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Current research investigates metal uptake by diatoms in the Pacific sector of the Southern Ocean.

In the past the Ingall lab traveled on the Swedish Icebreaker, Oden to the Antarctic. On this trip we collected and processed samples taken from the Ross and Amundsen seas for our studies of phosphorus and metal cycling. In addition to our research we also had the opportunity to view spectacular Antarctic wildlife including penguins, whales and seals.



Aerosol chemistry studies employ state of the art, synchrotron based x-ray microscopy and spectroscopy to examine delivery of key nutrients phosphorus and iron to the ocean.  Also we have engaged in numerous studies of various elements in aerosol from urban and rural terrestrial settings.


In our ongoing explorations of phosphorus cycling, the Ingall lab group has collected samples on numerous research cruises in waters near Vancouver Canada, Brazil, Cape Verde Islands, Hawaii, North Carolina, Georgia, Peru, Louisiana and Bermuda. Among our many discoveries we have found that dissolved organic phosphorus in the ocean is enriched in unusual compounds called phosphonates (Clark, Ingall and Benner, Nature 1988). We have also recently shown that marine polyphosphates are key players in geologic phosphorus sequestration (Diaz, Ingall and others, Science 2008).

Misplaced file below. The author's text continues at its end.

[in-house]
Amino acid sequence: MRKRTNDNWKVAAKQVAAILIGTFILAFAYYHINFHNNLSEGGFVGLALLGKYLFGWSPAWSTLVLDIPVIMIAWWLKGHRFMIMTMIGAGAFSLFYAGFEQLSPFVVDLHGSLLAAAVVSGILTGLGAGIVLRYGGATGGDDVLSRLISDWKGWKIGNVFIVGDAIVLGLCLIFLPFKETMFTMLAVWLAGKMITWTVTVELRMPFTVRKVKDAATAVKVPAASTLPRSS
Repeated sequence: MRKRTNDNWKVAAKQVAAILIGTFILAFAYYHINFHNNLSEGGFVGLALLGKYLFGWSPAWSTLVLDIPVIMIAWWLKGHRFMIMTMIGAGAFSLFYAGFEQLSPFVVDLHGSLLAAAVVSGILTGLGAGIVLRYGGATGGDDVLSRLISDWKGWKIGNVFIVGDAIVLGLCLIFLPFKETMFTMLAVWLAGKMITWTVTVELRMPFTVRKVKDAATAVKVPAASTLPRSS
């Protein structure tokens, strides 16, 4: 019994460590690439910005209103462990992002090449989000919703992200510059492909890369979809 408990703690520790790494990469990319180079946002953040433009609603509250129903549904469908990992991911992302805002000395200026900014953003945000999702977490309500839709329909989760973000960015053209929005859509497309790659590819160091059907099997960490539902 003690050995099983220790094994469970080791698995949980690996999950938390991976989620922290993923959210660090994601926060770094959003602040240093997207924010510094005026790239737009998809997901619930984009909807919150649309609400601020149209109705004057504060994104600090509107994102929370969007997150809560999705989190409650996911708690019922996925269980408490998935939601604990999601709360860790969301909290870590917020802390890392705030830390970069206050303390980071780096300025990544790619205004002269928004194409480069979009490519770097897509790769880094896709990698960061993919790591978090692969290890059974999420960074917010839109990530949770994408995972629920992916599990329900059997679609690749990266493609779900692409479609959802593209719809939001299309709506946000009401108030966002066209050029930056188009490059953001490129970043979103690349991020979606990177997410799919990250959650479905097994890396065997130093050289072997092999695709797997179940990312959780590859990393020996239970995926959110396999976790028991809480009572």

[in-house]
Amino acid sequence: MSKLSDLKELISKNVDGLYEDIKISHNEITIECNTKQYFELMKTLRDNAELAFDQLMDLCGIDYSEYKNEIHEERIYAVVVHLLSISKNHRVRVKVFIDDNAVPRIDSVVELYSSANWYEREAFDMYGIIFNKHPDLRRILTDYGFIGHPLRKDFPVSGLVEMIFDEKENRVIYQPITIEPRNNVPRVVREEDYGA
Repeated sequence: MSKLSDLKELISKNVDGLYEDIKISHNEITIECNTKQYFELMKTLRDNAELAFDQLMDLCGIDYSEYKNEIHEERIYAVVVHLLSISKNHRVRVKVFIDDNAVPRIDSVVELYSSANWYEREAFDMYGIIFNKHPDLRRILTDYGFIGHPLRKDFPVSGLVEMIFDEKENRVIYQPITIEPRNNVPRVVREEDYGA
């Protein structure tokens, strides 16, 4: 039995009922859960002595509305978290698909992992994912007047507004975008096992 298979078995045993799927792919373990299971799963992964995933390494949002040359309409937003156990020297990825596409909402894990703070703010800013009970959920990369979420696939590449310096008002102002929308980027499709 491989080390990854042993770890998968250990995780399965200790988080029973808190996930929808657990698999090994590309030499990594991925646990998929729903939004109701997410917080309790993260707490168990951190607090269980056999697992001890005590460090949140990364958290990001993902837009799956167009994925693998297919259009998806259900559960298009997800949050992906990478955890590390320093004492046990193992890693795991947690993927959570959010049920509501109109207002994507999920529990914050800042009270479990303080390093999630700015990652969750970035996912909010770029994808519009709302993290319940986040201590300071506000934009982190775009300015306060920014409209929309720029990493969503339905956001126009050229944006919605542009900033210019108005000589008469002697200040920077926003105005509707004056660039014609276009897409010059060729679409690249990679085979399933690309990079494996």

In order to investigate the composition of dissolved organic matter in seawater, most analytical techniques required removal of salt.   We have developed techniques to desalt seawater while recovering 70% of the original dissolved organic matter.